Health expenditure in relation to GDP

How much a country spends on health care in relation to all other goods and services in the economy, and how that changes over time, depends not only on the level of health spending but also on the size of the economy as a whole.

In 2019, it is estimated that EU countries devoted on average 8.3% of their GDP to health care (Figure 5.3). This figure has stayed largely unchanged since 2014 as growth in health spending remained broadly in line with overall economic growth. In 2019, a quarter of all EU member states spent at least 10% of their GDP on health, with Germany (11.7%) and France (11.2%) having the highest shares. The lowest shares of GDP allocated to health care were in Luxembourg (5.4%), Romania (5.7%), Poland (6.2%) and Latvia (6.3%). Across the whole of Europe, Switzerland allocated the largest share (12.1%) of its GDP to health.

When analysing countries’ health expenditure dynamics, it is important to consider the health spending to GDP ratio of a country in tandem with levels of health spending per capita. Higher income countries generally tend to devote a higher proportion of their resources to health care but some countries with high levels of health expenditure per capita can have relatively low health spending to GDP ratios, and vice versa. For example, while the Czech Republic and Bulgaria spent roughly the same share of their GDP on health in 2019, per capita health spending (adjusted to EUR PPP) was 72% higher in the Czech Republic because of its higher GDP. Luxembourg provides a striking example of a country that has a high level of per capita health spending, but because of the peculiarities of its economy and working population, has the lowest share of health spending relative to GDP. Since a large proportion of its wealth is produced by non-residents and not available for domestic final consumption, relating health spending to Gross National Income may be more meaningful than looking at the health spending to GDP indicator for that country.

Over time, trends in health spending often react to changes in the broader economy, although there is typically a lag before changes in economic conditions are reflected in adjustments to health spending. When overall economic conditions rapidly deteriorated in many European countries because of the 2008 financial crisis, overall health spending was initially maintained or even continued to grow (Figure 5.4). As a result, the average health spending to GDP ratio across EU countries jumped sharply to reach 8.5% in 2009 – up from 7.8% in 2008. As countries introduced a range of measures in attempts to rein in government health spending and reduce burgeoning budgetary deficits (Morgan and Astolfi, 2014), subsequent health expenditure growth per capita was more closely aligned to economic growth in many European countries. Consequently, the ratio of health spending to GDP has been relatively stable since 2014.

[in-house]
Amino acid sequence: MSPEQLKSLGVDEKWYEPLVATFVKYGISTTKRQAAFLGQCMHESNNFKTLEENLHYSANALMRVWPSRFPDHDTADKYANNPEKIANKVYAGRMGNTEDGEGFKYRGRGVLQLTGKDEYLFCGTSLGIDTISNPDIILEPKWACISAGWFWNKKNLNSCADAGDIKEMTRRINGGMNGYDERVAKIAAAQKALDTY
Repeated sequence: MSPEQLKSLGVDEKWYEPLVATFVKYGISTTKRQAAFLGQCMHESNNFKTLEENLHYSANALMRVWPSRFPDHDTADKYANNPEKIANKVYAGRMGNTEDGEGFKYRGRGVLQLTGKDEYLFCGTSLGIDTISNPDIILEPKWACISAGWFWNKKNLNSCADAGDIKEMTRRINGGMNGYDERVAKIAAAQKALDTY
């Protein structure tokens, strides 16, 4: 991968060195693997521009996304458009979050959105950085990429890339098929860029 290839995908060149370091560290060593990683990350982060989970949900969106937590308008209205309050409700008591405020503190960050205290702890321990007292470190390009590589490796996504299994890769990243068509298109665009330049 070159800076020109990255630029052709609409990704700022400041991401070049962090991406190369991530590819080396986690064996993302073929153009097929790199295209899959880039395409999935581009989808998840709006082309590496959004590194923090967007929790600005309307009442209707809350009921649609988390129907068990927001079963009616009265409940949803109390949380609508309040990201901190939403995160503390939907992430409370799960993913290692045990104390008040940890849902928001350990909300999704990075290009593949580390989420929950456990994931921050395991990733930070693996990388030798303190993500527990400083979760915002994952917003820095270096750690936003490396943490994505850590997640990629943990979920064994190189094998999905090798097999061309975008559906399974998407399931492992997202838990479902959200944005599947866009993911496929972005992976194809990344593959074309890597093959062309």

As a result of this step increase in the health spending to GDP ratio ten years ago and the closer alignment with economic growth in recent years, overall growth in health expenditure per capita (in real terms) in the European Union between 2005 and 2019 has been greater than that of GDP per capita.

Looking at the trends in some individual EU countries, both France and Germany saw their health spending to GDP ratio jump sharply in 2009 but the trajectory of the indicator has diverged in recent years (Figure 5.5). While Germany continued to show a steady increase in the share of GDP allocated to health between 2015 and 2019, France has seen its ratio drop as health spending growth has remained low, both in overall terms and compared with overall economic growth. Italy and Spain also experienced a similar jump in 2009, although since then growth in health spending was more closely aligned with economic growth, resulting in the health to GDP ratio remaining stable over the last ten years.

The COVID-19 pandemic has important consequences for both GDP and health spending growth in 2020. While there remains much uncertainty at the time of writing, it is clear that GDP will substantially contract in all EU member states, even under the most optimistic scenarios. For health spending, further increases can be expected – at least in some countries. As a result, another hike in the health spending to GDP ratio is likely in 2020.

Reference

Morgan, D. and R. Astolfi (2014), “Health Spending Continues to Stagnate in Many OECD Countries”, OECD Health Working Papers, No. 68, OECD Publishing, Paris, http://dx.doi.org/10.1787/5jz5sq5qnwf5-en.

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